The initial priming stage of the reaction (Figure 3A and B) needs ATP and physiological ionic strength and temperature (Conradt et al., 1994). It is a prerequisite for productive docking (Mayer and Wickner, 1997). Sec18p hydrolyzes ATP, driving Sec17p release (Mayer et al., 1996) and the disassembly of the cis‐SNARE complex (Ungermann et al., 1998a). This reaction requires both phosphatidylinositol (4,5) bisphosphate [PI(4,5)P2] (Mayer et al., 2000) and ergosterol (Kato and Wickner, 2001); since Sec18p can catalyze Sec17p release from lecithin‐liposomes (Sato and Wickner, 1998), ergosterol and PI(4,5)P2 may be needed for their interactions with other proteins such as the cis‐SNARE complex or might form an essential lipid phase. LMA1 (low Mr activity 1), a co‐chaperone that is initially bound to Sec18p, transfers to the SNARE Vam3p, which it stabilizes (Xu et al., 1997, 1998). The HOPS complex activates Ypt7p (Wurmser et al., 2000) and remains bound as a Ypt7p effector (Seals et al., 2000). It is not known how HOPS is bound to the vacuole before it reaches Ypt7p nor do we know what triggers its transfer to Ypt7p. Vam7p also depends on Ypt7p for its continued vacuole association (Ungermann et al., 2000) and may interact directly with this GTPase, as suggested by two‐hybrid analysis (Uetz et al., 2000). Both Ypt7p (Ungermann et al., 2000) and phosphatidylinositol 3‐phosphate (Cheever et al., 2001) are needed to keep Vam7p on the vacuole, though the relationship between these is not known. Priming also triggers acylation of Vac8p (Veit et al., 2001), which is later required in the reaction for fusion (Y.‐X.Wang et al., 2001).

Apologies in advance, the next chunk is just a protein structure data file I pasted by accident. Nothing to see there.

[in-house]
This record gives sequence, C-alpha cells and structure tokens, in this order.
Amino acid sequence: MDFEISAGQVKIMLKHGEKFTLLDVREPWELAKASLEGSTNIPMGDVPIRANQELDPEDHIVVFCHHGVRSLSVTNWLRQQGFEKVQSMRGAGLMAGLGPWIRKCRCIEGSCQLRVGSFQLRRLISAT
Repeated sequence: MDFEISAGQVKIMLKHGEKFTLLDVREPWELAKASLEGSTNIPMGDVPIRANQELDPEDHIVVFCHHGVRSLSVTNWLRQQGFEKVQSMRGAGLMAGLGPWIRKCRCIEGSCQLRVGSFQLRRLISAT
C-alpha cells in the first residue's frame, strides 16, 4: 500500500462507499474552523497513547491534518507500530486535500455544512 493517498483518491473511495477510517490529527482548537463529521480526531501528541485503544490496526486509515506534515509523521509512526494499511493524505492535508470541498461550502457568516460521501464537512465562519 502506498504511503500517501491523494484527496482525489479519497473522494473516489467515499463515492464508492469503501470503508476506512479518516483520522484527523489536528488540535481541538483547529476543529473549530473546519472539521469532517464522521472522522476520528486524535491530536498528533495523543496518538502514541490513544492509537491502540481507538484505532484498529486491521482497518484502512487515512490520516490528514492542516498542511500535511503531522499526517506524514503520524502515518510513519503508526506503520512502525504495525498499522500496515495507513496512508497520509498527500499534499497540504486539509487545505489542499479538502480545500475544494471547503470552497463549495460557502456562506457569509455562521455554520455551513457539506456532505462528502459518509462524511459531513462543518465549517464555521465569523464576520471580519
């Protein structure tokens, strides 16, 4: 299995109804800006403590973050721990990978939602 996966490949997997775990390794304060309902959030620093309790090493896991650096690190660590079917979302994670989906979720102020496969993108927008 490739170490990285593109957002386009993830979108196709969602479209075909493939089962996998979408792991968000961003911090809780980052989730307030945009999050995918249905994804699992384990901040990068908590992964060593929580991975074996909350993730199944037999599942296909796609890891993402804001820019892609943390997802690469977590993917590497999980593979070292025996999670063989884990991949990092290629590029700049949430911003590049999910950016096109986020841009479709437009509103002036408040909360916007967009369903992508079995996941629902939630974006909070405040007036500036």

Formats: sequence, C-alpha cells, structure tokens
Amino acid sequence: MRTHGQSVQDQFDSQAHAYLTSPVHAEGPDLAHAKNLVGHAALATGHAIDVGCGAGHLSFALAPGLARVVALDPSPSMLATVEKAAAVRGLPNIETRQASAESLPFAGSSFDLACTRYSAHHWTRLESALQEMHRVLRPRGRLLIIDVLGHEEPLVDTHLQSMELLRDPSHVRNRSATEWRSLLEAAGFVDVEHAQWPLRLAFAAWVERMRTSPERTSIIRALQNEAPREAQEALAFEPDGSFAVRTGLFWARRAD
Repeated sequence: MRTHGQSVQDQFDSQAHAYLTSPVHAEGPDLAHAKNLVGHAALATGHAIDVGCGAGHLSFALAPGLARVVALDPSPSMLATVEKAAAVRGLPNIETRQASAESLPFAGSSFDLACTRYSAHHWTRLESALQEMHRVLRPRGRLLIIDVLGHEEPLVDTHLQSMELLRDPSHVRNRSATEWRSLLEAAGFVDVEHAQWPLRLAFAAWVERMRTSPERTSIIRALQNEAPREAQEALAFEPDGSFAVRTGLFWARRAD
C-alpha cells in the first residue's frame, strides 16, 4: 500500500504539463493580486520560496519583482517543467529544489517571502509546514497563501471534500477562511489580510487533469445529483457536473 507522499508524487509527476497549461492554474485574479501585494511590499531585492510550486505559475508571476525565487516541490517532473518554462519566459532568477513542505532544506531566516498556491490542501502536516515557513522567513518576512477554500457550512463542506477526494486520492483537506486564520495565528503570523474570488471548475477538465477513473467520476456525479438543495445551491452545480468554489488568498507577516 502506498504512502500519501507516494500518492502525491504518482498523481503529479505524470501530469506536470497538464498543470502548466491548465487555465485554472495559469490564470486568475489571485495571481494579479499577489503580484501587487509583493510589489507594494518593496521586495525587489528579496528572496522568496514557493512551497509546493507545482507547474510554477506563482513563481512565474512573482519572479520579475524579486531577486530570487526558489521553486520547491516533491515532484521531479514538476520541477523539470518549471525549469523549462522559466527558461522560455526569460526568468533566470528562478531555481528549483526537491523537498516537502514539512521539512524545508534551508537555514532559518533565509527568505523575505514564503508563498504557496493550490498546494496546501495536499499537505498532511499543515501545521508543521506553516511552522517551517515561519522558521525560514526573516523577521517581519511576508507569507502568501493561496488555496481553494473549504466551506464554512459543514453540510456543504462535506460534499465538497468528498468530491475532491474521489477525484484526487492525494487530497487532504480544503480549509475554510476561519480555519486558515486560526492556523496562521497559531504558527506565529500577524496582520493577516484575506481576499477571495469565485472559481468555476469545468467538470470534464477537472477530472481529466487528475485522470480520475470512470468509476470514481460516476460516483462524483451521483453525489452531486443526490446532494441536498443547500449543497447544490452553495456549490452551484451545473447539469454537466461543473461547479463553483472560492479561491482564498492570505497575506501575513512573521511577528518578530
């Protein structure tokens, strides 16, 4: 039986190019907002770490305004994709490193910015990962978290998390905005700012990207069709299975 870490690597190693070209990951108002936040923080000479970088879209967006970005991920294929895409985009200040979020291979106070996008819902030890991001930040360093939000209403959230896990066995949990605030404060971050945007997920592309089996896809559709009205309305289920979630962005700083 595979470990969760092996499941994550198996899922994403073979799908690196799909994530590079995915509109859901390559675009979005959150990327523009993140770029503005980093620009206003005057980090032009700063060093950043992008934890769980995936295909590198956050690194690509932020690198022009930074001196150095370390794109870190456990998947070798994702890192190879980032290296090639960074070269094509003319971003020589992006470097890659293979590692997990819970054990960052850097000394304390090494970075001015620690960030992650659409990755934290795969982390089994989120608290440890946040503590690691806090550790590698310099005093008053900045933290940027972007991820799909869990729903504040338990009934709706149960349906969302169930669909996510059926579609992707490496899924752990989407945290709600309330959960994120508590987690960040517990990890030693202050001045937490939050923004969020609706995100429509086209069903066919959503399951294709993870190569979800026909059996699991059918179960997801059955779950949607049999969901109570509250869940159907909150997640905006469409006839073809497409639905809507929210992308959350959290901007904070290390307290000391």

Primed vacuoles associate reversibly in a ‘tethering’ reaction (Figure 3B; Ungermann et al., 1998b), followed by stable docking (Figure 3C). Tethering requires activated Ypt7p and HOPS (Price et al., 2000a, b), though other factors may be necessary. Ypt7p activation is needed for two subsequent docking steps, the activation of two Rho GTPases, Rho1p and Cdc42p (Muller et al., 2001; Eitzen et al., 2001), and the formation of trans‐SNARE pairs (Ungermann et al., 1998b). Trans‐pairing of SNAREs has been demonstrated for docked vacuoles (Ungermann et al., 1998b) and only involves a small percent of the vacuole SNARE proteins (Ungermann et al., 1998b; Wang et al., 2002). The composition of the trans‐SNARE complex, its locale on docked vacuoles (see below), the catalysis of its formation and its subsequent actions all await further studies. Docking requires vacuole acidification (Ungermann et al., 1999b) and PI(4,5)P2 (Mayer et al., 2000; also see below), though the molecular functions of each are unclear.